Tuesday, February 14, 2012

When you lose sleep...

over a book...
It happened to me after many years. Sat up two consecutive nights to complete "A Thousand Splendid Suns" by Khaled Hosseini. I know it sounds crazy and I am up feeling groggy but was it worth it!
For all my friends who have made my head swell with their belief that there is a book in me waiting to be written, I have to say 'no way!' I cannot hold a candle to the most brilliant story telling I have experienced with this book. I cheated through a few pages, so eager was I to know what's going to happen next but then gave up and went back to my reading as I realized I wouldn't be able to sleep with this breath-taking narration waiting to happen. If it wasn't for the inevitability of the daily chores, I might have completed the book in one go.
Yes, it is again an Afghan war story from Hosseini. If 'The Kite Runner' is told through the eyes of a boy and a man, this story is told through the eyes of a girl and a woman. It is a story of a strange alliance between two women from diverse backgrounds, Laila, an educated girl and Mariam, an illegitimate girl from a lower social order, both forced to marry the same man who is much older than the ages of the two women put together. The story tells about the atrocities of the war and the results of Talibanization. Heart-wrenching to read through the tales of killing, mutilation, hanging, whipping. And... a woman's plight amidst all this.
To quote the author, “Learn this now and learn it well, my daughter: Like a compass needle that points north, a man's accusing finger always finds a woman. Always.”

It's absolutely astounding to read that a man can be so sadistic and thrash, kick, whip, pummel, disfigure and hurt his wives so much. The wife is allowed to go out only when her husband accompanies her. Therefore, Laila, his younger wife  is at her husband's mercy who is not interested in visiting the daughter in the orphanage where she is abandoned due to scarcity of food at home. The son is, of course, at home. When Laila dares step out alone to visit her daughter, she is brutally whipped by the Taliban. Despite this, she goes to visit her daughter wearing three coats so that the whippings don't hurt as much.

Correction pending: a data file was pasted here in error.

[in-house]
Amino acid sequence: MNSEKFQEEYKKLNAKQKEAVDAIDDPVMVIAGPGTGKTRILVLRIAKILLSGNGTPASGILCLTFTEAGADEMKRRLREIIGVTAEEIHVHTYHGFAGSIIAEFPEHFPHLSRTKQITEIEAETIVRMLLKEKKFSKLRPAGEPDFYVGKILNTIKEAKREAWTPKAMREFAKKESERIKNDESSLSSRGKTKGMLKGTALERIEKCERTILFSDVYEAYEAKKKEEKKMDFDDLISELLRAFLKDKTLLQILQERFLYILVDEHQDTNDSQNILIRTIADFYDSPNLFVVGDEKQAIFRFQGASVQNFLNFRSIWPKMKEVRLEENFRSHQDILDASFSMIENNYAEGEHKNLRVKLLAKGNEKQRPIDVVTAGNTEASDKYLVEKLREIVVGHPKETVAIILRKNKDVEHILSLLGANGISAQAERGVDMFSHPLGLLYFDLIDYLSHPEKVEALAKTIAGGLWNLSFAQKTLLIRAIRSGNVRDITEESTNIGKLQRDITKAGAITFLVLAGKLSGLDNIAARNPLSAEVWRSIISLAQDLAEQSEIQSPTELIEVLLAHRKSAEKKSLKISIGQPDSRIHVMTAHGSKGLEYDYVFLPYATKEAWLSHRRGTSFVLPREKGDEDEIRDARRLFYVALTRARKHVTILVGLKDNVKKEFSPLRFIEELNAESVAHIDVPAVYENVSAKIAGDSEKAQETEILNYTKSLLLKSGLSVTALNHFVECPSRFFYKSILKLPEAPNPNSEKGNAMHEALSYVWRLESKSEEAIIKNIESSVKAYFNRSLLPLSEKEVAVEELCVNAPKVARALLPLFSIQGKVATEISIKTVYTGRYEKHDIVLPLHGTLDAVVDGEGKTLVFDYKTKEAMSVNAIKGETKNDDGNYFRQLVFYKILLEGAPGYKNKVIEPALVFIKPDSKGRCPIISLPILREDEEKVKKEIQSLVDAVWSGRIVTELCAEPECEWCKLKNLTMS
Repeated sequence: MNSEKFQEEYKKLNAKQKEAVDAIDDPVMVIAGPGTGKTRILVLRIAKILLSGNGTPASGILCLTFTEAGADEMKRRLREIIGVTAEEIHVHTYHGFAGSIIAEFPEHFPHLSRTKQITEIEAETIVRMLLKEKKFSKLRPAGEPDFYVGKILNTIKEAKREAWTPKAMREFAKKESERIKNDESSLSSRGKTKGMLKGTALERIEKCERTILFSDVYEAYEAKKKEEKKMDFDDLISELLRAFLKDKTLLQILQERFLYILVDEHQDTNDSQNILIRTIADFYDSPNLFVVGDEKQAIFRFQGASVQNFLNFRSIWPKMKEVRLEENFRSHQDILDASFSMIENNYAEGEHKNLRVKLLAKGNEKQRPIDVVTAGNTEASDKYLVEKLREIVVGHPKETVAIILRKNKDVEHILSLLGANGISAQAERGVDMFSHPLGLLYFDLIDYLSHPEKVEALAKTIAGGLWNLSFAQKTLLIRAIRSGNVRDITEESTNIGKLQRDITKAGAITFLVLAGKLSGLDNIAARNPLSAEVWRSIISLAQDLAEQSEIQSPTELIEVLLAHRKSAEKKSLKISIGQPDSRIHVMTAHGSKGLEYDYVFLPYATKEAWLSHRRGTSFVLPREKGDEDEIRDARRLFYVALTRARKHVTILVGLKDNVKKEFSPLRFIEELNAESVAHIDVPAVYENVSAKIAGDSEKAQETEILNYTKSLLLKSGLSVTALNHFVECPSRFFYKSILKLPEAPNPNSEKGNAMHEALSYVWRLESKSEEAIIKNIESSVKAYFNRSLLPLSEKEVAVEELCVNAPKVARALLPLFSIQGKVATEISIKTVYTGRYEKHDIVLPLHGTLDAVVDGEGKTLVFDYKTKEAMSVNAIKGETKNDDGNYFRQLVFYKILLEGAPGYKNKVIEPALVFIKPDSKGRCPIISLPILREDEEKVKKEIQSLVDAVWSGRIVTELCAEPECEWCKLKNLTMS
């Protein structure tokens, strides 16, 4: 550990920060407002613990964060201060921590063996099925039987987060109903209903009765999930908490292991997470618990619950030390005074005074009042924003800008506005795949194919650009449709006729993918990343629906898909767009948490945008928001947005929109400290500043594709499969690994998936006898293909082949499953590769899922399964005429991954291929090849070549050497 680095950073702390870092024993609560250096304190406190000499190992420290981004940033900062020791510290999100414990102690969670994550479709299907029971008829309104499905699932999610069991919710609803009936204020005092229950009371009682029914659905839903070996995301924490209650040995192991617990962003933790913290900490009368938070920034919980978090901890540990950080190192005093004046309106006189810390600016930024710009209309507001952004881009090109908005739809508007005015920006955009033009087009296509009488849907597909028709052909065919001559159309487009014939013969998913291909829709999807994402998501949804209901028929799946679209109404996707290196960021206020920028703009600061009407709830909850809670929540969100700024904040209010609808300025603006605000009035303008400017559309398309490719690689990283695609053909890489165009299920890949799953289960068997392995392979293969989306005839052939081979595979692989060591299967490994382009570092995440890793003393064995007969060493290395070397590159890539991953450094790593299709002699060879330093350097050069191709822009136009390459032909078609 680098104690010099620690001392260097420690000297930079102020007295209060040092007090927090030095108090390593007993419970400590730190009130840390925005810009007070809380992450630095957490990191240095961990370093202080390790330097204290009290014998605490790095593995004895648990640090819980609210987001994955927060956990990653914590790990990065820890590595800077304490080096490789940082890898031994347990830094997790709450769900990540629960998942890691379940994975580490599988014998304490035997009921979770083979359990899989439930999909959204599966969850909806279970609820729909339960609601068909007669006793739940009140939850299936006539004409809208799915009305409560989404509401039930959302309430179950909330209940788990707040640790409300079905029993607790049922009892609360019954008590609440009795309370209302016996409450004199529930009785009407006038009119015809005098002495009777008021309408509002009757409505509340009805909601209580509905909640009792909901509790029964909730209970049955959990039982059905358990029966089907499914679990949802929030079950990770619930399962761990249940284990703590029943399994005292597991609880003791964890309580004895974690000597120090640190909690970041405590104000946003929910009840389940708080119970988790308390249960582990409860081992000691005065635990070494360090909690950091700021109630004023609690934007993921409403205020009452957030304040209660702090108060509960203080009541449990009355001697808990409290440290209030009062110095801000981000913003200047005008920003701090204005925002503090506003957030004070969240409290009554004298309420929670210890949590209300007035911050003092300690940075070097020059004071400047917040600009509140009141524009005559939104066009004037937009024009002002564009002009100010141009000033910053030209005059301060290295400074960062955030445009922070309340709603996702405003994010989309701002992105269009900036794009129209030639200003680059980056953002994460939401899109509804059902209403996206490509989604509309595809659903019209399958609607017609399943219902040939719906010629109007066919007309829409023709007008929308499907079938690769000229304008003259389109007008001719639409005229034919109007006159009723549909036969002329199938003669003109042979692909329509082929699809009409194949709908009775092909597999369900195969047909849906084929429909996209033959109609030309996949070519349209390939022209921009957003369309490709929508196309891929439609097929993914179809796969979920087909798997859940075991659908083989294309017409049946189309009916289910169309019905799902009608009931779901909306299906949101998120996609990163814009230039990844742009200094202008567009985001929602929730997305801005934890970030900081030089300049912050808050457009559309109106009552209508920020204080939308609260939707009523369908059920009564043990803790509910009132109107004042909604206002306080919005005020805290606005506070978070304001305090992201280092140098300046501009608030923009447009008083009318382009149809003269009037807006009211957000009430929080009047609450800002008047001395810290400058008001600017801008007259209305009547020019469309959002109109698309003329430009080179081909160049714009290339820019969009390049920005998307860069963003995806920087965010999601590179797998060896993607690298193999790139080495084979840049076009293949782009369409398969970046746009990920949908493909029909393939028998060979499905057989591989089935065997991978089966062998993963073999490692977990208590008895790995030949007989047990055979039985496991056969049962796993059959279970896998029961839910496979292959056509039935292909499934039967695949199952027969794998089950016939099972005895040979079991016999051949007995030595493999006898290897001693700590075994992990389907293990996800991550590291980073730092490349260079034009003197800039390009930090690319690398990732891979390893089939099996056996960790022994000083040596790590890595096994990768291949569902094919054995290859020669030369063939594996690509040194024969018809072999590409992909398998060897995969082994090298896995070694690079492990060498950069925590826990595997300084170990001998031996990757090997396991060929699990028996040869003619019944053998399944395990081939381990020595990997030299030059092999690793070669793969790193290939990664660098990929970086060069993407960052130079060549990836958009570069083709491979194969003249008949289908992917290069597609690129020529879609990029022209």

Despite all that's happening inside and outside home, the women exhibit extraordinary courage and resilience and fight the system to emerge victorious in their own way. 

At the end of the story, I was too numbed and had to make a great effort to bring my mind to focus on the mundane things of everyday life. I felt so insignificant and my wants so selfish. I have so much going for me and I agonize over trivial things. Tears overwhelmed me as I realized how the Afghan women have suffered through all this.
This story has an Afghanistan backdrop but war or no war, across the globe, across countries, cultures, social and economic status, we see droves of women live cowering like rats succumbing to sheer brutal physical strength day in and day out.

Some more quotes from the book: 
  •  "A man’s heart is a wretched, wretched thing, Mariam. It isn’t like a mother’s womb. It won’t bleed, it won’t stretch to make room for you.”  
  • “A society has no chance of success if its women are uneducated...”
  • "Marriage can wait, education cannot.” 


Vinod Ekbote said...

Subha, This is a nice, from-the-heart review. I wonder why I haven't read the book till now.

Beautiful World said...

Vinod, all credit to the book for inspiring such review. As tho 'The Kite Runner' wasn't overwhelming enough...
I too wonder that you haven't read it so far. You are usually way ahead of me in keeping up with the latest :)